Location: Livestock Bio-SystemsTitle: Comparison of stockpiling and composting on reducing antibiotic resistant bacteria and resistance genes in beef cattle manure
|STALEY, ZACHERY - University Of Nebraska|
|STROMER, BOBBI - Us Army Corp Of Engineers (USACE)|
|SCHMIDT, AMY - University Of Nebraska|
|SNOW, DANIEL - University Of Nebraska|
|BARTET-HUNT, SHANNON - University Of Nebraska|
|WANG, BING - University Of Nebraska|
|LI, XU - University Of Nebraska|
Submitted to: Applied and Environmental Microbiology
Publication Type: Peer Reviewed Journal
Publication Acceptance Date: 5/28/2021
Publication Date: N/A
Interpretive Summary: Manure accumulates on pen surfaces during the production of beef. This manure is periodically collected from the pen surface and temporally stockpiled until it can be applied to crop land as a fertilizer. There has been concern that medications administered to the animals during production will accumulate in the manure and cause an increase stains of bacteria that are resistant to the medication. A study was conducted to determine how this management practice impacts the potential for increasing bacteria resistant to human medications. Results from this study suggest that (1) bulking agent can be an important source of genetic material associate with resistance when adding for composting; (2) during cold months the variability of the temperature profile in composting piles could result in poor reduction in the genetic material associate with resistance; (3) during warm months both stockpiling and composting can be effective in reducing the abundance of this genetic material.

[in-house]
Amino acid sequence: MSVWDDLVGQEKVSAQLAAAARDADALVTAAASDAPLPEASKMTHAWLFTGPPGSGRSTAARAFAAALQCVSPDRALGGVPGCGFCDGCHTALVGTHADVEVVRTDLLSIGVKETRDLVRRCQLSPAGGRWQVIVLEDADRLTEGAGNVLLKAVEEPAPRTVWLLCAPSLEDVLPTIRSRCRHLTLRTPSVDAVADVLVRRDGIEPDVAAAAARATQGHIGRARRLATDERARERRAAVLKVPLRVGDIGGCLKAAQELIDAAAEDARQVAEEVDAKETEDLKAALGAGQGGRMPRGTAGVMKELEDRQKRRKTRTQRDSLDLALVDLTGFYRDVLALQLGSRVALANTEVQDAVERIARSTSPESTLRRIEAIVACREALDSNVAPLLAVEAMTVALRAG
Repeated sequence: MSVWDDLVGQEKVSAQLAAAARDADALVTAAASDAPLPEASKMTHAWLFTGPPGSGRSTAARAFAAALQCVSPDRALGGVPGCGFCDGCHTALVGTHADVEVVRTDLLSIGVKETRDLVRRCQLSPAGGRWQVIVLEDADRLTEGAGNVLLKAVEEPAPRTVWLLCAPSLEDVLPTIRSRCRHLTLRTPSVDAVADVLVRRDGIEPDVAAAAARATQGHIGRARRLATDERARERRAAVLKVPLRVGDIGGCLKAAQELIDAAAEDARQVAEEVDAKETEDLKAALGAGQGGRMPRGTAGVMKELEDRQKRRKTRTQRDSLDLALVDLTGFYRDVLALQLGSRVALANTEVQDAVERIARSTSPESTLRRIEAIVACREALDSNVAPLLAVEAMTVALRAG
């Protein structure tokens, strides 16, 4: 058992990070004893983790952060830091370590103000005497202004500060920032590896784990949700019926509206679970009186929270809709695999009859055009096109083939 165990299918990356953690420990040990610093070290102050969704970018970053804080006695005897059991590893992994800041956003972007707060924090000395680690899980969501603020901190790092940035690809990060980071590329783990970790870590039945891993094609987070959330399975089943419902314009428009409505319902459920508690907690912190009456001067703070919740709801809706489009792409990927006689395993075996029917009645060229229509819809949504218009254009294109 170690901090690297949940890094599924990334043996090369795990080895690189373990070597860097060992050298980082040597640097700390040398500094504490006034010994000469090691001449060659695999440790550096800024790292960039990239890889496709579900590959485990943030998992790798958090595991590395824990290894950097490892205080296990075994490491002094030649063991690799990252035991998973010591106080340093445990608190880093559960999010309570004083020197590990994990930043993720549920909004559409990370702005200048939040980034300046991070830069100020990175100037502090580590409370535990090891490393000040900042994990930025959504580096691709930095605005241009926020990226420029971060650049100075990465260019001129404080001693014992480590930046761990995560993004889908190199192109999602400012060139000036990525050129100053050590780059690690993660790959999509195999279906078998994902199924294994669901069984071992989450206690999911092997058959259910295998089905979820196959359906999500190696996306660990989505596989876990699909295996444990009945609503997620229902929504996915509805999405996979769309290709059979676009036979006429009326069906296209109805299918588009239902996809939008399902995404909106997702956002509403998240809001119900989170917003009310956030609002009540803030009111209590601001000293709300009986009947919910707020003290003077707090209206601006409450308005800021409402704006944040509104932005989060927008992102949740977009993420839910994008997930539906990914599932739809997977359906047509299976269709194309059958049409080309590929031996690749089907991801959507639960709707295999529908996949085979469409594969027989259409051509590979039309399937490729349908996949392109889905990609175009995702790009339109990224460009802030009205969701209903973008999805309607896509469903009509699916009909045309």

Technical Abstract: Manure storage methods can affect the concentration and prevalence of antibiotic resistant bacteria (ARB) and antibiotic resistance genes (ARGs) in cattle manure prior to land application. The objective of this study was to compare stockpiling and composting with respect to their effectiveness in reducing ARB and ARGs in beef cattle manure using full-scale setup in the field. Two rounds of experiments were conducted in different seasons with different bulking agents for composting. In both the winter-spring round and the summer-fall round, while ARB concentrations declined below the limit of quantification rapidly in all manure piles, ARB prevalence was significantly greater in composting piles than in stockpiling piles. This was likely due to the introduction of ARB from bulking agents. There was no significant change in ARG concentrations between initial and final concentrations in either manure storage treatment in the winter-spring round, but a significant reduction of ARGs erm(B) and tet(O) and (Q) over time in both the composting and stockpiling pile during the summer-fall round. Results from this study suggest that (1) bulking agent can be an important source of ARGs for composting; (2) during cold months the heterogeneity of the temperature profile in composting piles could result in poor ARG reduction; (3) during warm months both stockpiling and composting can be effective in reducing ARG abundance.